All said, when working with Korean leadership and teams understanding their perspective is key…. and allows us to, in turn, “ work within the Culture,” and then provide alternatives. The later, something I strive to provide as a mentor and executive consultant.

 

DS

Everything Korea September 11 Episode. A Revisit- Working with Korean Teams

Korean Business with Don Southerton

For most of my career I have worked with Korean teams—many based in Korea, many in local overseas operations. I find both exchanges rewarding, but very different and require a varying set of skills. I’d like to offer some best practices.

To begin

We find with Korea facing international operations the primary communication channel between the Korean HQ and local subsidiary is through expatriates—although in some cases this is shifting.

In key positions, Korean expats serve in roles including the CEO who is responsible for managing the local company or region. The CFO and technical support can be expats, too. Most often these Korean expats along with local leadership executive form the core for business operations in the host country.

By the way, the expats below senior management are often referred to as “Executive Coordinators” or “Executive Advisors” in the West. As a caveat, this model does vary some and in some organization we see a mix of “Coordinators” and Korean assigned as line managers. However, the Korean term for these expatiates is ju jae won.

In the larger overseas subsidiaries, the Korean expats are assigned to the major departments.

In many instances, as I mentioned, the expat Coordinators are not assigned a direct managerial role but still hold considerable oversight over the local operations.

Roles vary with each company, but frequently a Coordinator’s primary role is to be a departmental liaison and communication channel between Korea and the local subsidiary.

That said, for westerners unfamiliar with the Korean model, this “oversight” usually translates into the Korean expats requiring sign off on all decisions—trivial to substantial.

This can be a huge challenge when newly assigned expats have little specific background in or knowledge of the host country’s operations and market. More so, when their decisions are motivated by what they feel would please the HQ in Korea.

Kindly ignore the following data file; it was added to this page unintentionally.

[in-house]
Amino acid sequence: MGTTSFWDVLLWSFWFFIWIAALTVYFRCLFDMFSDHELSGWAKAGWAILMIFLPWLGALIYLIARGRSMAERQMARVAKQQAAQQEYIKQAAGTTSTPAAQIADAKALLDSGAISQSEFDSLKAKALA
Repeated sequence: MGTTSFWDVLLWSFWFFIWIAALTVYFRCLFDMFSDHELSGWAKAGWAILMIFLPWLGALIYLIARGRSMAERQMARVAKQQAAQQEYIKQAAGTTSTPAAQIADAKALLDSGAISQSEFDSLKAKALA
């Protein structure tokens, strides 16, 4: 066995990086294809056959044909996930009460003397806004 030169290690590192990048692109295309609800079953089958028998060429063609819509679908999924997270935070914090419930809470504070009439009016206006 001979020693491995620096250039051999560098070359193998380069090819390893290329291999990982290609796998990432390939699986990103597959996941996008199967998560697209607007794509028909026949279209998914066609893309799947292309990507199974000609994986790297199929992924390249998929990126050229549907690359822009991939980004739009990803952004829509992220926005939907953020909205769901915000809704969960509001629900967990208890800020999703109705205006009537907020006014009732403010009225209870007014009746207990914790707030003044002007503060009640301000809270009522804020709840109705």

Cognitively, they do recognize local management skills and expertise, but especially if under pressure to perform and meet expectations may defer to engaging in decision-making.

Of course, this can be a challenge.

New ju jae won are skilled and accomplished in Korean style business operations, norms and practices.

However, they are now assigned to an overseas subsidiary where norms, practices, expectations, and laws differ. Adding to this “Managing westerners” is very different than overseeing a Korean team…

Next, I’ll cover several scenarios with best practices for supporting overseas team. All take finesse and collaboration, plus recognize norms and practices differ… as well as require working “within the Culture.”

To again clarify, my perspective is based on years working with Korea and especially in daily mentoring and providing strategy for their overseas operations—Koreans and Westerners.

Scenario One

It’s common for a Korea expatriate, frequently called a Coordinator, to directly request members of the team to gather information or data on the local operation. Usually, Korea has asked for this information and the Coordinator is executing the request. These always have a sense of urgency.

The Challenge is the local departmental head may be circumvented (often unintentionally)…. and requests disrupt operations and designated priorities. More so, the line of management for the department is blurred—i.e. staff confused on “who is in charge.”